The prevalence of remote work is influencing housing markets and rent dynamics. Cities traditionally known for their business centers are witnessing changes in demand as remote workers seek homes in less urban locales. This trend can lower rent in previously high-cost areas while remote work statistics increasing demand for spacious homes for home offices, impacting prices in the suburbs and beyond. Just 9% anticipate working a minimal amount from home or not at all. Global Workplace Analytics also shows that remote work creates a healthier environment for workers to thrive.

Breaking Down 2021-2022 Remote Work Statistics

Over half (53%) report reduced stress, 51% spend more time with significant others, and 44% have a more positive attitude. Remote work is also making employees healthier; 45% claim to get more sleep, 42% are eating healthier, and 35% are getting more physical exercise. It is the only source of local estimates for most of the 40-plus topics it covers. And employers realize this despite the few disadvantages that come with remote work. As of 2023, 27% of U.S. employees work remotely, which is four times the number who worked remotely before 2020.

Generational Support of Flexible Work

A study revealed that of those who worked remotely at least a few times per month, 77% reported greater productivity. To break that down, 30% of workers were able to accomplish more in less time and 24% accomplished more in the same amount of time. Whether it’s the lack of social interaction or the longer hours working at home, remote work burnout statistics show how important it is to cultivate a healthy workplace regardless of its location.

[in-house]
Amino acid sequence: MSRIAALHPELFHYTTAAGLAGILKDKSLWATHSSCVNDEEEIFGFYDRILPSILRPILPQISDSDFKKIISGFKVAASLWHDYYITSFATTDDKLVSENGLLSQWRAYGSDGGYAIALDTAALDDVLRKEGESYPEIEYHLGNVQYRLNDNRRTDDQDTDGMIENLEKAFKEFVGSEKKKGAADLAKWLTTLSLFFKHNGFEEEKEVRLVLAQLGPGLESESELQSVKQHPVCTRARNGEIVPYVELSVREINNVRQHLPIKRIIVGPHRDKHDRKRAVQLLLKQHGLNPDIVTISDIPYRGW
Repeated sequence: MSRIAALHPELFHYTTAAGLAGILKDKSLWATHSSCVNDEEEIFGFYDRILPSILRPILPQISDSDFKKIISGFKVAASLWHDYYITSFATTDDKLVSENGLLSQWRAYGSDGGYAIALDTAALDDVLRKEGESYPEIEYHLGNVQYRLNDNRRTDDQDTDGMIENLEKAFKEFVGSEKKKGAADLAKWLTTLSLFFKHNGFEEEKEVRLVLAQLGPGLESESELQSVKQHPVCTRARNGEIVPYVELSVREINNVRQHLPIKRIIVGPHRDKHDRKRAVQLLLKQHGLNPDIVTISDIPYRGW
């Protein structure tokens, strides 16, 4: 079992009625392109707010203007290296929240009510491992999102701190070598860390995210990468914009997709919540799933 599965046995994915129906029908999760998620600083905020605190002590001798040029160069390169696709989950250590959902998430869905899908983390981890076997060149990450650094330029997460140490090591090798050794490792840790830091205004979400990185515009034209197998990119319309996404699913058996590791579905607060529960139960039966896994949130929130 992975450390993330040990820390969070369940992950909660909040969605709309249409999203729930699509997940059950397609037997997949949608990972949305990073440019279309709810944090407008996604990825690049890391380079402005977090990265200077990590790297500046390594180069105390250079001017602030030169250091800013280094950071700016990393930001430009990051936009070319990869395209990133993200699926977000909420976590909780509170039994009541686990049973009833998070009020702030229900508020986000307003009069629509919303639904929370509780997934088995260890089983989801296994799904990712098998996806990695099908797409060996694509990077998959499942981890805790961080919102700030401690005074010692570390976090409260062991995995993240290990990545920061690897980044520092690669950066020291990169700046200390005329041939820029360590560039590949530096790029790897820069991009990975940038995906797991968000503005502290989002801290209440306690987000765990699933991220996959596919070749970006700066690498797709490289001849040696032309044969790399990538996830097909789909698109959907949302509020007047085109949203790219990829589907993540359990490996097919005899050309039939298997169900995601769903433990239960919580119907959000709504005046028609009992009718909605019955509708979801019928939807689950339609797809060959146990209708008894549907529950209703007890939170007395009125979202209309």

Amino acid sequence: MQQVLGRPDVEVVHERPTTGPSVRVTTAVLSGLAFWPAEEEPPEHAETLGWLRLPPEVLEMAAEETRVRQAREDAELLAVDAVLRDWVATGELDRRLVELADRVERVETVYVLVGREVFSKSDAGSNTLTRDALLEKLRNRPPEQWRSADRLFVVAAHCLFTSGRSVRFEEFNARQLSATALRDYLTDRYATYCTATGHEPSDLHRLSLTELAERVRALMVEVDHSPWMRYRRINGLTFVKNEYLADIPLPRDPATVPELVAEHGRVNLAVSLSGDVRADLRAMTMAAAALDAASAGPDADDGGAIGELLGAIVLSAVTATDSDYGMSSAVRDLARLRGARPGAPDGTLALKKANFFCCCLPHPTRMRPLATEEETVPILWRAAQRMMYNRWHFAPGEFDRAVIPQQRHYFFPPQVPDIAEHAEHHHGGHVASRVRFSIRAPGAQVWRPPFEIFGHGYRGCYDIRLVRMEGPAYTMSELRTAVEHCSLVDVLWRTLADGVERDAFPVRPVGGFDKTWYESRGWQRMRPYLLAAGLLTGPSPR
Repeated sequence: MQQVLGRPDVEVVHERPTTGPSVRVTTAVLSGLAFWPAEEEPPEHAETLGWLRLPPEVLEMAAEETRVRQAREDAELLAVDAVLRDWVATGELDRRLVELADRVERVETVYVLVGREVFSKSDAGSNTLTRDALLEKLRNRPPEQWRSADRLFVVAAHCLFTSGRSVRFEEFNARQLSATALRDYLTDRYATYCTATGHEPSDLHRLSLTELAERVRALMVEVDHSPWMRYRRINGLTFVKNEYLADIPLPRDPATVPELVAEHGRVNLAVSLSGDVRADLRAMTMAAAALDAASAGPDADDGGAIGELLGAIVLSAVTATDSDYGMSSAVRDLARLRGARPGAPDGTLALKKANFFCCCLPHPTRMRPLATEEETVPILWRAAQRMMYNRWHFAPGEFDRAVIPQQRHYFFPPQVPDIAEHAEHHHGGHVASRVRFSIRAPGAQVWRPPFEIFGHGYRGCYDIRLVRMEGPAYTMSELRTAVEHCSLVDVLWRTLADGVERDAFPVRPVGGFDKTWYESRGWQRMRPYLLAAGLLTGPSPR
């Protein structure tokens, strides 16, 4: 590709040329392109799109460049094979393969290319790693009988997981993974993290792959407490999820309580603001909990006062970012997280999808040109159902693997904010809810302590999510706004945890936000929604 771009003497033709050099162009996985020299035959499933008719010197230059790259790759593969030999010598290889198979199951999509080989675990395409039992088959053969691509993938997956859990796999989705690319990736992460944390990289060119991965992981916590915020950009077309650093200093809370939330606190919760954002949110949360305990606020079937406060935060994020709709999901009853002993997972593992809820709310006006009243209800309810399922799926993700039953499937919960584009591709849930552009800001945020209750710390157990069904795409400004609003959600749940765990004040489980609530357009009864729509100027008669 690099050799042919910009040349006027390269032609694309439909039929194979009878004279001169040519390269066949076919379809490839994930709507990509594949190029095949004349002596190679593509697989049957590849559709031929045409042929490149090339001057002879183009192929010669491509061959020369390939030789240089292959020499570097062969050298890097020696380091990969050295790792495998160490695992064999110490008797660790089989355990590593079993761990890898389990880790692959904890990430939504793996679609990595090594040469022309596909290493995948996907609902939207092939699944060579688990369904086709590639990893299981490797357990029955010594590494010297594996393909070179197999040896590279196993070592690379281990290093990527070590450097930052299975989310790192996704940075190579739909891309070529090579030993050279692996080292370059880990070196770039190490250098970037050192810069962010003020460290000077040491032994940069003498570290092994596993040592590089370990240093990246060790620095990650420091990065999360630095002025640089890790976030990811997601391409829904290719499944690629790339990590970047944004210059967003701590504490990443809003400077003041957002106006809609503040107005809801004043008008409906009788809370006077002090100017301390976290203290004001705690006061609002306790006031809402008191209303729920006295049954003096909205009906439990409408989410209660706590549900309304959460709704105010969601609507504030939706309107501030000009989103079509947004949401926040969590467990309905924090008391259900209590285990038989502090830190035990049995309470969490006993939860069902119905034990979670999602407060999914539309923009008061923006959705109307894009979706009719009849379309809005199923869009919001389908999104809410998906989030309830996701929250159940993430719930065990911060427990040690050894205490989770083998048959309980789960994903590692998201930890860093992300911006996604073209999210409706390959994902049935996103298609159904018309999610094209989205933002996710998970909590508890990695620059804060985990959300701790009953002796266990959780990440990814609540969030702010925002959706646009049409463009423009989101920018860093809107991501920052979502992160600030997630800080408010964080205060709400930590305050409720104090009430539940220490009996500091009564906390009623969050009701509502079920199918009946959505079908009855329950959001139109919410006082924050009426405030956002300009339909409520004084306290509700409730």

89% of employees who work from home are optimistic about work, compared to 77% of those who work in the office. It is also noteworthy that 48% of employees working from home say they lack emotional support, which could also contribute to experiencing burnout. In effect, over 1 in 3 remote workers are not getting enough rest and time off work. A study conducted by MIT revealed that workers felt significantly more lonely when working from home than in the office. 22% of the workers surveyed said that they felt isolated from others when working from home, compared with 19% who felt the same way when working in the office. Moreover, as we mentioned above, employees are willing to take pay cuts to work remotely.

Remote and hybrid work statistics 2022

The majority of full-time U.S. employees are unconcerned about the effect that remote work could have on their company’s culture. Among all workers, 54% believe the culture of their company would be the same if a substantial number of employers worked remotely long-term, and 12% think it would be better, while 33% predict it would be worse. High productivity isn’t the only universal benefit of working remotely.

And while only 22% of Gen Z workers preferred a remote-only arrangement, they heavily support a hybrid environment (73%). Whether it’s to flee cities with a high cost of living or to find more space to spread out, remote workers are realizing that they have more real estate choices than ever before. And with 16% of companies operating as fully remote, they have a range of options to choose from. It’s up to employers to determine the right workplace policies for their teams and invest in the right tools, platforms, and technologies to make hybrid work.